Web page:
For the last couple of months, we’ve been testing out Coursera. We’ve enrolled in courses like Greek and Roman Mythology, The Affordable Health Care Act, Introduction to Finance, History of the World Since 1300 and a few others. Here are some of our thoughts about the platform.
We love that Coursera is helping to “democratize” education by increasing access to education for those who can’t afford it or aren’t able to get into the Coursera partner schools. However, Coursera hasn’t yet solved one of the fundamental problems with traditional college education, which is that most college lectures are really hard to sit through. In order for Coursera to do more than simply increase access to education, it needs to address this problem. How can it do this?
To begin with, we need to think about why college lectures are, in fact, so difficult to sit through. We think there are two obvious reasons. The first is that they are too long. Most humans are incapable of staying focused on one thing for much longer than 15 or 20 minutes, especially when they’re being bombarded with emails and text messages. The second reason is that most college professors just aren’t great orators. There are, of course, some very talented professors who have a magical ability to captivate their students’ attention for long periods of time, but these people are few and far between.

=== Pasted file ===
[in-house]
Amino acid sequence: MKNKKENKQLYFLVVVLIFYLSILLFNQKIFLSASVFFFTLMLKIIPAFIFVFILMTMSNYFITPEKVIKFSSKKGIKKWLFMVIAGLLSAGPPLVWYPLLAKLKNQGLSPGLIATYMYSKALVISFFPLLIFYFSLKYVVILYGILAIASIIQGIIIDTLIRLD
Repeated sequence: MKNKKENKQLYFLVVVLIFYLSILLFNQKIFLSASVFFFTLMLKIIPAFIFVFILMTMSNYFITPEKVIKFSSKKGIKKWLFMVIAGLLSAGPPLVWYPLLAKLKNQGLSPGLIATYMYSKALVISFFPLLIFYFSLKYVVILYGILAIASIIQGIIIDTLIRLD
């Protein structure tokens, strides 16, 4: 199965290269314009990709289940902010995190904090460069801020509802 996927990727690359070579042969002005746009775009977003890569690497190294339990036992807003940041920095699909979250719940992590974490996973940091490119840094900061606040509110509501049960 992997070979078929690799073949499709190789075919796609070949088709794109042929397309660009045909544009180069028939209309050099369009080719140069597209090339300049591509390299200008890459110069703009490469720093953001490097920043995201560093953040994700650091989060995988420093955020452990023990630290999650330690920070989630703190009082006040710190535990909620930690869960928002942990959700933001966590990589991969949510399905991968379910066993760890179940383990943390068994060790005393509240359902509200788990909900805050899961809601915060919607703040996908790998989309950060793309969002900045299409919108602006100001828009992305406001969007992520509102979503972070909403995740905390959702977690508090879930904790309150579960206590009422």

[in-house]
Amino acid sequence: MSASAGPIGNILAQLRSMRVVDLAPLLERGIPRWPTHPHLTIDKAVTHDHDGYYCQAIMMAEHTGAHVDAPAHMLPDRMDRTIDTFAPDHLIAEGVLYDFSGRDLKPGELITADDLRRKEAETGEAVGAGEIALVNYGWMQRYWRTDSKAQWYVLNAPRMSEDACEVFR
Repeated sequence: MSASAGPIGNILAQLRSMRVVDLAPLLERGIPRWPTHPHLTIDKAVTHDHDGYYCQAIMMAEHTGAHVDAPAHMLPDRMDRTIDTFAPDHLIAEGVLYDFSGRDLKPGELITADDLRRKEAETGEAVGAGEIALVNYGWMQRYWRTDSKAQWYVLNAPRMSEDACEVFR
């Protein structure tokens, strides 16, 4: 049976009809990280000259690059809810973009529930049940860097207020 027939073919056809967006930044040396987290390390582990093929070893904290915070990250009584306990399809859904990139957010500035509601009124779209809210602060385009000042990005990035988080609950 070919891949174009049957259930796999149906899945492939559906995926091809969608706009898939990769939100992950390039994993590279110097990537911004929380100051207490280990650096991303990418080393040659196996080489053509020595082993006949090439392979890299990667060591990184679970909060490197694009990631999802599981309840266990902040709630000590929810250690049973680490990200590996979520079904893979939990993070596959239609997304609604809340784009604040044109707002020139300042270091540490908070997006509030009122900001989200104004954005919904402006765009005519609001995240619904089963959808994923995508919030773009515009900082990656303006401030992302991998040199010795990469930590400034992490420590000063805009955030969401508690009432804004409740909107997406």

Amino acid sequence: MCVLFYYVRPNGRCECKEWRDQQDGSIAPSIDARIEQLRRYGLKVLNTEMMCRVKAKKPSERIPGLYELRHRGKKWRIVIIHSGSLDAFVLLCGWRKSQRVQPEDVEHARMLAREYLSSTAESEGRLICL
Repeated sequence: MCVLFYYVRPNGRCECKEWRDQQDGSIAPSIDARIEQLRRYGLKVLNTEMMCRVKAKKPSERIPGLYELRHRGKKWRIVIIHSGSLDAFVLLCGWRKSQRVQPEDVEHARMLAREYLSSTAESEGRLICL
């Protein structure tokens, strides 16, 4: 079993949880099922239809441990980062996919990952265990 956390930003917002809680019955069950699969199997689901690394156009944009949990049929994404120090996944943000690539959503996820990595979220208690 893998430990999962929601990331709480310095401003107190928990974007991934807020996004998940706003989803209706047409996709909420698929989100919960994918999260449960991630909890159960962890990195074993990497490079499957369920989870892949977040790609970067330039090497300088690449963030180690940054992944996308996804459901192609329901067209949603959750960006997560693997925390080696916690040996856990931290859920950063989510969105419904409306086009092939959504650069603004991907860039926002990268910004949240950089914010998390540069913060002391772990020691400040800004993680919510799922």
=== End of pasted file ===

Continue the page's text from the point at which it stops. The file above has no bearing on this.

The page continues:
So what can Coursera do to make its platform more engaging and thus, more effective? First of all, it should break up all the lectures into more manageable pieces. It seems to be doing this with some of its courses but it should do this consistently with all of its courses! This may, in some cases, require professors to change the structure of their lectures. Second, it should limit its course offerings to professors who are really good. The beauty of MOOCs is that they solve the scale problem — they allow you to give thousands of people access to one professor. Allowing every college professor onto the platform defeats the purpose. Based on our (granted somewhat limited) survey of the courses on the platform, we think Coursera can do slightly better job of filtering what professors/courses end up on the site.
All this being said, we do see some cool things happening on Coursera. For example, some courses are offering “certificates of completion.” This helps deal with the oft-discussed certification issue. We also saw some great interactive features in some of the lectures and some innovative ideas related to evaluation/grading.
We’re sure the folks at Coursera will continue to experiment and come up with more effective pedagogies than a video of the traditional college lecture. We’ll be keeping tabs on them.